Word For Today: The Ascension of the Lord
Written by Radio Maria England on 13/05/2021
Word For Today: The Ascension of the Lord
by Father Sam Randall, Priest Director of Radio Maria England
St Luke in the book of Acts writes:
“In my former book, Theophilus, I wrote about all that Jesus began to do and to teach until the day he was taken up to heaven, after giving instructions through the Holy Spirit to the apostles he had chosen. After his suffering, he presented himself to them and gave many convincing proofs that he was alive. He appeared to them over a period of forty days and spoke about the kingdom of God. On one occasion, while he was eating with them, he gave them this command: “Do not leave Jerusalem, but wait for the gift my Father promised, which you have heard me speak about. 5 For John baptized with water, but in a few days you will be baptized with the Holy Spirit.”
Then they gathered around him and asked him, “Lord, are you at this time going to restore the kingdom to Israel?” He said to them: “It is not for you to know the times or dates the Father has set by his own authority. 8 But you will receive power when the Holy Spirit comes on you; and you will be my witnesses in Jerusalem, and in all Judea and Samaria, and to the ends of the earth.”
After he said this, he was taken up before their very eyes, and a cloud hid him from their sight.” (Acts 1: 1-8)
That description of the Lord’s ascension from Acts occurred forty days after he had risen from the dead. Luke also concludes his Gospel with a description of this important event and in addition to the Acts reading and the description in Luke’s Gospel, the Gospel of Mark says that ‘When the Lord Jesus had finished talking with them, he was taken up into heaven and sat down in the place of honour at God’s right hand.’
But why is the Ascension important?
The catechism of the Church teaches that: Christ’s ascension marks the definitive entrance of Jesus’ humanity into God’s heavenly domain (CCC 665) and that the Lord, as the head of the Church, precedes us into the Father’s kingdom where we will live with him for ever (CCC 666). Now that the Lord is in heaven, he intercedes for us as our mediator (CCC 667).
The Ascension demonstrates that the Lord had finished his earthly mission. His life and death were to complete the will of the Father and to give his life as a sacrifice for us (Matt. 20:28, Mk. 10:45). It is our ascended Lord who has saved us (Heb. 7:25)
When he was on the earth Jesus sought to prepare his disciples for his coming passion and departure from them. In John 14 we read that he had told them not to be despondent and that he was going to leave them and prepare a place for them in his Father’s house (Jn. 14:1-3). The Lord is described in the Scriptures as our ‘forerunner’ (Heb. 6:20) and he has gone ahead of us to heaven.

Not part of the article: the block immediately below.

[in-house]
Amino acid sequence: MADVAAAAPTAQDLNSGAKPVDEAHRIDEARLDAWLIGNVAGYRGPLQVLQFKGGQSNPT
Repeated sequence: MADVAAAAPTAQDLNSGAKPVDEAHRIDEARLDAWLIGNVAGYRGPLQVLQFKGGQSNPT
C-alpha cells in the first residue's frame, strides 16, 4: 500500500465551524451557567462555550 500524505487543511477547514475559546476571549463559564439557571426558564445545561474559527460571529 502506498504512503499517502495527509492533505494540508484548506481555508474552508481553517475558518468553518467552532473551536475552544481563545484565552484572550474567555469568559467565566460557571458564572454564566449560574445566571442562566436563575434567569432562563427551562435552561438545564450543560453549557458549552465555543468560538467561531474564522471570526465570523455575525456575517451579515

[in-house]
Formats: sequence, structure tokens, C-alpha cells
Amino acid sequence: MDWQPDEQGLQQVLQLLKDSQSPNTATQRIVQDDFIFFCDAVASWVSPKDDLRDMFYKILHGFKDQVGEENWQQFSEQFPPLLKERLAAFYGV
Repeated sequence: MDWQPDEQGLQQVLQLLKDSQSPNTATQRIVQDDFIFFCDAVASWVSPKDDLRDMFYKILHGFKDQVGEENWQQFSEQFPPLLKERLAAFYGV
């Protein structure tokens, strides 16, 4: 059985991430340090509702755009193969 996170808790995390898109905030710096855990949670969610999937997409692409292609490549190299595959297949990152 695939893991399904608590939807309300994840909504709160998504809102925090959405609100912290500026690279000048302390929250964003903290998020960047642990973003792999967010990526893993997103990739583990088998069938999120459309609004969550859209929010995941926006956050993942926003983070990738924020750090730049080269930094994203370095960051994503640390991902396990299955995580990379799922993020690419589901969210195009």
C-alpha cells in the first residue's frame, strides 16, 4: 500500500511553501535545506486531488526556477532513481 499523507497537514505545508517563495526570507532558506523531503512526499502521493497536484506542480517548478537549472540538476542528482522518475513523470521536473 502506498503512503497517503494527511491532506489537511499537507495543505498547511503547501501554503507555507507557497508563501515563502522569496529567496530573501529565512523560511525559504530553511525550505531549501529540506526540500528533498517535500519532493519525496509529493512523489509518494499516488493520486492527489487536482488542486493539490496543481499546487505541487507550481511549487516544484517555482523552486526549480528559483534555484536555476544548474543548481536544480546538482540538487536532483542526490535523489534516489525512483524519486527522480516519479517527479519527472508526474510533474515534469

When the Lord ascended, he took up his priestly office for us. He is our great High Priest who stands before God the Father interceding for us as our Great Advocate (1 Jn. 2:1, Heb. 7:25) and as our mediator (1Tim. 2:5). It is through the Lord Jesus that we have access to the Father (Jn. 14:6) and it is the ascended Lord who keeps us safe (Jude 24) and we live in constant fellowship with our ascended Lord (1 John 1:3).
The fact that our ascended Lord is now with the Father is the guarantee of our spiritual life (John 14:19-20) and it is important because, it not only shows that the Lord had successfully completed his mission, and he has gone ahead of us, and is our great High Priest, the ascension was also necessary so that the Lord could send to his Church the Holy Spirit.
John the Baptist had told those who came to him, that the Lord would baptise with the Holy Spirit and with fire. Jesus, to the crowds in Jerusalem, made the promise of the coming of the life giving Spirit and in the Gospel of John he says that the Spirit will be sent after Jesus has been ascended and glorified (Jn. 7:37-39, 16:7).
The Lord, when he was on earth, did many extraordinary miracles and wonderfully, he promised that after he had ascended his followers would do even greater things ‘because he goes to the Father’ (Jn. 14:12). In his life on earth the Lord had a physical presence which was both local and physically limited but, after he had ascended his ‘body’ became the Church. The Church is Christ on earth ministering to the world and the Church is both universal and world-wide (Mk. 16:19-20).
It is because of the Ascension that we are never alone (Matt 28:20). The Lord accompanies us by his Spirit in our joys (Jn. 2:1-11), our sorrows and suffering (Isa. 43:2), and when we are being tested (Matt. 14:27) and when we die (Psa. 23:4).
The Ascension marks an ending – his earthly ministry- and a beginning – his heavenly ministry – and a future promise. The ascension of the Lord reminds us that he will return. The reading that I began this homily with from the first chapter of Acts then reads:
“The disciples were looking intently up into the sky as he was going, when suddenly two men dressed in white stood beside them. “Men of Galilee,” they said, “why do you stand here looking into the sky? This same Jesus, who has been taken from you into heaven, will come back in the same way you have seen him go into heaven.”
The Early Christians greeted one another with the Aramaic expression Maranatha and it comes from 1Corinthians 16:22. Maranatha can mean ‘come Lord’ and may this be our greeting today as we consider and give thanks for our Lord’s ascension: Maranatha – come Lord Jesus. Amen!